While all these factors are improving, Cambodia’s ranking in the 2018 Global Hunger Index was 78th out of 119 countries (where the 119th country has very high levels of hunger).16  This places it in the ‘serious’ category. Cambodia is one of 22 countries to where hunger declined by more than 50 percent in the years 2000–2016.17 By comparison, the level of hunger in the developing world declined by 29 percent.18

UNICEF noted in December 2018 that approximately 2.6 per cent of Cambodian children have severe acute malnutrition and a further 8 per cent of children suffer moderate acute malnutrition.19

Progress is largely dependent on donor funding. Over the years 2000–2009, for example, development assistance for health grew at an average level of 11.3 percent per year, while over 2010–2015 the growth fell to just 1.2 percent per year.20 The areas of funding growth also changed, from HIV/AIDS, malaria and tuberculosis to maternal, newborn and child health.21

There has been significant progress fighting many diseases, such as malaria. The number of deaths from malaria has fallen from 46 in 2012 to just one in 201722 and none in 2018.23 While the number of deaths has fallen, there have been big swings in the number of cases: numbers halved from 2012 to 2013,24 yet the number of cases in 2018 (65,114) was 41.6 percent higher than 2017.25 Cambodia and the other Lower Mekong countries have a target of ending malaria by 2025.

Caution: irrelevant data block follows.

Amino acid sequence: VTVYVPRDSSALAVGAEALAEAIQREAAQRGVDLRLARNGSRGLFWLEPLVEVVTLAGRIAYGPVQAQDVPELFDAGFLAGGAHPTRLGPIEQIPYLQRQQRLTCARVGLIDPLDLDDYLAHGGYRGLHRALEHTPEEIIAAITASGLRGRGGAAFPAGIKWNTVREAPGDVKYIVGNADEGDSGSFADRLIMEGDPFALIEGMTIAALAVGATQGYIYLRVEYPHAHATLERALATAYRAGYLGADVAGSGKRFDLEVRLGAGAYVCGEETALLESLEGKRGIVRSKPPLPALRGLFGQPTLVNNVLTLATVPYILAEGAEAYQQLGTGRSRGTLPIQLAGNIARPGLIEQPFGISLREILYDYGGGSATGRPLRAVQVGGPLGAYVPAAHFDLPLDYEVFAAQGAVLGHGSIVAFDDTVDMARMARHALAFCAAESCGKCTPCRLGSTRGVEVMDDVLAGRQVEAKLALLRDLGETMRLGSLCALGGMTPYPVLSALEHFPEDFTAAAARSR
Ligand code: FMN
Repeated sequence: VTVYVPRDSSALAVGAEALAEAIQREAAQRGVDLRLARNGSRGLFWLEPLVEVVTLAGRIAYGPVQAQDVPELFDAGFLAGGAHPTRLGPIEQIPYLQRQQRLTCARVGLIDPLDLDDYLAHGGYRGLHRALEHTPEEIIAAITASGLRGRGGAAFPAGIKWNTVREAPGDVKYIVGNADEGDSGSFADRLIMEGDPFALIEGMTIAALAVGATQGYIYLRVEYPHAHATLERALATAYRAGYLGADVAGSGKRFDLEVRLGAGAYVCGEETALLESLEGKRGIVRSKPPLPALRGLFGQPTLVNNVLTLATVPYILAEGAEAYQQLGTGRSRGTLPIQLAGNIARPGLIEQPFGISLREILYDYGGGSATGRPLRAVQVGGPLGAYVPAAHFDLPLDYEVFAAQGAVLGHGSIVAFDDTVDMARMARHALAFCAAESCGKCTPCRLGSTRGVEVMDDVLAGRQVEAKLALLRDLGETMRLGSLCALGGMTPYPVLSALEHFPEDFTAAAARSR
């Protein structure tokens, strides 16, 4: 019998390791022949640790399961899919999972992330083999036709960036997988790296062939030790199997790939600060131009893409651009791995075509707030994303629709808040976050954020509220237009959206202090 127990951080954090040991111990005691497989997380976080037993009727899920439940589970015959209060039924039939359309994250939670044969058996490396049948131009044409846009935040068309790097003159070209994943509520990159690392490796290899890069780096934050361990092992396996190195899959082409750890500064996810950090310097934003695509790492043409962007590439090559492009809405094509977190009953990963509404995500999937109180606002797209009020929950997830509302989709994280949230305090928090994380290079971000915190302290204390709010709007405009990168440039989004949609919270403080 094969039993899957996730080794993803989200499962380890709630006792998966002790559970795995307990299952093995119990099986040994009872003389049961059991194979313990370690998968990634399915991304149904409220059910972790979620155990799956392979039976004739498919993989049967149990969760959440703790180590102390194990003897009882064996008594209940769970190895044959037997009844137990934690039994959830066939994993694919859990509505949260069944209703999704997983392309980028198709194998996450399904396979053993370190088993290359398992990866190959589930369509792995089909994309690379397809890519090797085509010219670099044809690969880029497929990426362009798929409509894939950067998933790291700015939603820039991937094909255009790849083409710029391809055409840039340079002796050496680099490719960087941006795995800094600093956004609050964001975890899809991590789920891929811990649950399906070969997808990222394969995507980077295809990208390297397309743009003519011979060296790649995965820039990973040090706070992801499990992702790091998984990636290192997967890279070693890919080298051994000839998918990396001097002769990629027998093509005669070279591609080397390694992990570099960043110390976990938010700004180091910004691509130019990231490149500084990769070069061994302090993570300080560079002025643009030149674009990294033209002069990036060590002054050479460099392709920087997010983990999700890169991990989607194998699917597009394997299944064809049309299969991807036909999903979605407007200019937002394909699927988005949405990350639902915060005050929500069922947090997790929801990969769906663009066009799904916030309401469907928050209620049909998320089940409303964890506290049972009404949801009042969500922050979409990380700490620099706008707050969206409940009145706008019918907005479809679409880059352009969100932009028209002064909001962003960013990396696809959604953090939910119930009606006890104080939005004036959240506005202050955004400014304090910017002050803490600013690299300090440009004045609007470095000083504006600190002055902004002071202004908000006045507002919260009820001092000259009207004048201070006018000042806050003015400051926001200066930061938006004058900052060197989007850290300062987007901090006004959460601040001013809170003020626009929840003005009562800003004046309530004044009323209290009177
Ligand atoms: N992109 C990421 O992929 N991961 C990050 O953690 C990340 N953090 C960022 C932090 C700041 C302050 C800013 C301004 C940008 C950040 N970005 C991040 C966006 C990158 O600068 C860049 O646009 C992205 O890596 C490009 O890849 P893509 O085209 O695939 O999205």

Traffic accidents resulting in death increased rapidly in the 21st century as the economy grew. There were 1,292 road deaths in 2006 and the number increased yearly to a peak of 2,231 people killed in 2015.26 There were 1852 reported fatalities in 2016. In 2006, 9.6 persons per 100,000 residents were killed in traffic accidents, increasing to 14.7 persons in 2014. In 2015 the figure decreased slightly to 14.5 persons, and in 2016 to 11.9 persons per 100,000 residents. Over 70 percent of deaths on the road in Cambodia involve motorcycles (with 85 percent of those killed on motorcycles being male) and speeding is the major cause of road deaths. Around half of those involved in accidents are aged 20–29 years.27 

In 2016, 11.4 million people were outpatients at health care facilities, up from 10.4 million in 2015. Over 807,000 were admitted as inpatients (not counting TB cases), up from 731,000 in 2015.28